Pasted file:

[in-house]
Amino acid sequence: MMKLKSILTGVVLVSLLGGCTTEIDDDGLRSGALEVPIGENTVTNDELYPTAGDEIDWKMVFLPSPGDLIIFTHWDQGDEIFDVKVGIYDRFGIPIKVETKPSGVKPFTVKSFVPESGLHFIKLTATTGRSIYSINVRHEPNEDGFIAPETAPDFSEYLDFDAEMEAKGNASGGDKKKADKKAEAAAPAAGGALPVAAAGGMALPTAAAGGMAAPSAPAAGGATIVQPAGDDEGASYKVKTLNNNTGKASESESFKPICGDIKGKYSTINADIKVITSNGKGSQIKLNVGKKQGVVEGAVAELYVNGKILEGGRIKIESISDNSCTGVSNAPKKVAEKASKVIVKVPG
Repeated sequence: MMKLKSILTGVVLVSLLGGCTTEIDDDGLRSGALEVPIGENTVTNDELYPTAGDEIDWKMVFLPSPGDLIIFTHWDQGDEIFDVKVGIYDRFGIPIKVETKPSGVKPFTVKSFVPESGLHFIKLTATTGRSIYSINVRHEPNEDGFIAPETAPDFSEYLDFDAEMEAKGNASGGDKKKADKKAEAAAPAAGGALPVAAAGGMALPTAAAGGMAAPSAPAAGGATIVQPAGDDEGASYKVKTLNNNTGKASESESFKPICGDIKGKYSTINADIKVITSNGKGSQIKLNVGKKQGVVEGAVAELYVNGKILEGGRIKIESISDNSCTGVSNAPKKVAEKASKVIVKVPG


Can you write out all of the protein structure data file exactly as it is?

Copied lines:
[in-house]
Amino acid sequence: MMKLKSILTGVVLVSLLGGCTTEIDDDGLRSGALEVPIGENTVTNDELYPTAGDEIDWKMVFLPSPGDLIIFTHWDQGDEIFDVKVGIYDRFGIPIKVETKPSGVKPFTVKSFVPESGLHFIKLTATTGRSIYSINVRHEPNEDGFIAPETAPDFSEYLDFDAEMEAKGNASGGDKKKADKKAEAAAPAAGGALPVAAAGGMALPTAAAGGMAAPSAPAAGGATIVQPAGDDEGASYKVKTLNNNTGKASESESFKPICGDIKGKYSTINADIKVITSNGKGSQIKLNVGKKQGVVEGAVAELYVNGKILEGGRIKIESISDNSCTGVSNAPKKVAEKASKVIVKVPG
Repeated sequence: MMKLKSILTGVVLVSLLGGCTTEIDDDGLRSGALEVPIGENTVTNDELYPTAGDEIDWKMVFLPSPGDLIIFTHWDQGDEIFDVKVGIYDRFGIPIKVETKPSGVKPFTVKSFVPESGLHFIKLTATTGRSIYSINVRHEPNEDGFIAPETAPDFSEYLDFDAEMEAKGNASGGDKKKADKKAEAAAPAAGGALPVAAAGGMALPTAAAGGMAAPSAPAAGGATIVQPAGDDEGASYKVKTLNNNTGKASESESFKPICGDIKGKYSTINADIKVITSNGKGSQIKLNVGKKQGVVEGAVAELYVNGKILEGGRIKIESISDNSCTGVSNAPKKVAEKASKVIVKVPG